Harvard Mouse Patent Upheld by Office

Genetically modified rodent used for cancer research

The European Patent Office (EPO) upheld an amended form of a Harvard University patent on a mouse genetically modified to develop cancer earlier this week. The decision, which limits the patent to mice only, ends a legal battle with environmental groups who had expressed concerns about animal cruelty.

While the 1992 European patent had fully protected the method of genetic manipulation used by John Emory Andrus Professor of Genetics Philip Leder ’56, then-Harvard researcher Timothy Stewart and DuPont, the ruling marks an additional step back from a 2001 decision that restricted it to rodents.

Despite the limitations, Leder welcomed the ruling.

“As a practical matter, it turns out mice have a number of advantages,” he said, listing their 21-day gestation period, intact immune systems and known gene sequence among the benefits.

And while Greenpeace—among the six environmental and animal protection groups that appealed the 2001 ruling—was not entirely satisfied with the decision, the group touted the amendment as a “partial success.”

The group would have liked to see the EPO discontinue its practice of issuing patents for mammals, Greenpeace spokesperson Christoph Then wrote in an e-mail.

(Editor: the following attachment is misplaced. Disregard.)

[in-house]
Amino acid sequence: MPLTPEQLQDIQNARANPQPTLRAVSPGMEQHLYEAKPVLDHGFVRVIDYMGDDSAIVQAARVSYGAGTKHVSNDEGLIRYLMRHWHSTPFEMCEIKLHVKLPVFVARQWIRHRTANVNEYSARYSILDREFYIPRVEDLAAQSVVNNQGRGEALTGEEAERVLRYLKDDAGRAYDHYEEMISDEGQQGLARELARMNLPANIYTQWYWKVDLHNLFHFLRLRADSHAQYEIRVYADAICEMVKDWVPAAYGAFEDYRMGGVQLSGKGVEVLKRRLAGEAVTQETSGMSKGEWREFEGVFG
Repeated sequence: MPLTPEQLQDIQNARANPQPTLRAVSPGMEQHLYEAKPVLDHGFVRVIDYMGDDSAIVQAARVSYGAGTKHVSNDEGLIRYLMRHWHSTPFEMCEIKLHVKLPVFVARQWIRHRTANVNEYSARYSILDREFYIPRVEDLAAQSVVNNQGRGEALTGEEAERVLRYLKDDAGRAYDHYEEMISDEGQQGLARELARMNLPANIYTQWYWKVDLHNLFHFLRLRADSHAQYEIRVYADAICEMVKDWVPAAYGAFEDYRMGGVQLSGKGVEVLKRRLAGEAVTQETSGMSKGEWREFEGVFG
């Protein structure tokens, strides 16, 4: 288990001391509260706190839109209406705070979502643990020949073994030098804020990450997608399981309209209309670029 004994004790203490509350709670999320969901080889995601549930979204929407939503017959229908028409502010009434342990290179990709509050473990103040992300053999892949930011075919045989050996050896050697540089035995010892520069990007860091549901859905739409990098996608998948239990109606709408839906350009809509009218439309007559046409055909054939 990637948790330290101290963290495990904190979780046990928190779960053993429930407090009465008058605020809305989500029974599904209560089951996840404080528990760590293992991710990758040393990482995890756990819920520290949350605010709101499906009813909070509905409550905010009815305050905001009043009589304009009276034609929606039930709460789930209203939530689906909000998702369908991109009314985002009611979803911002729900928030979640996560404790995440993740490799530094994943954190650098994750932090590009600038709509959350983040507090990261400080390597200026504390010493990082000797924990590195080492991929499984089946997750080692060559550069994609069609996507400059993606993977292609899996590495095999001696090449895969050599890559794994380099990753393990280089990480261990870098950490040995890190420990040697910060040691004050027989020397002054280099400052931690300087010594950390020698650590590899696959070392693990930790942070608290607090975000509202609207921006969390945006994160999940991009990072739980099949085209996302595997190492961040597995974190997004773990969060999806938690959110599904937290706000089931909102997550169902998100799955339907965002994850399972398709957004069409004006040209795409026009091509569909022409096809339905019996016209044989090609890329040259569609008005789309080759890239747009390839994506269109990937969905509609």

This case, he said, was “something of a door opener in general for patents on life—[a] highly crucial and symbolic case.”

Though the patent office recognized the ethical and animal cruelty concerns surrounding its decision, the EPO also pointed to the potential medical uses of the patent as a factor in its ruling.

In 1988, the United States Patent and Trademark Office granted a patent to Leder and Stewart, making “OncoMouse” the first “transgenic non-human mammal” to be patented.

Intended to facilitate cancer research, the OncoMouse has generated considerable controversy, not simply for the patenting of life forms, but also for DuPont’s intellectual property claim to the genetically engineered animal.

But Then said that in Europe protests focus primarily on animal rights concerns, not DuPont’s monopoly on the specific application of the technology.

Leder also noted that the decision could pave the way for advances in the field.

“It means that other animal modifications will be patentable and will encourage people to be creative and to invest in this field of research,” he said.

—Material from the Associated Press was used in the reporting of this article.

—Staff writer Margaret W. Ho can be reached at mwho@fas.harvard.edu.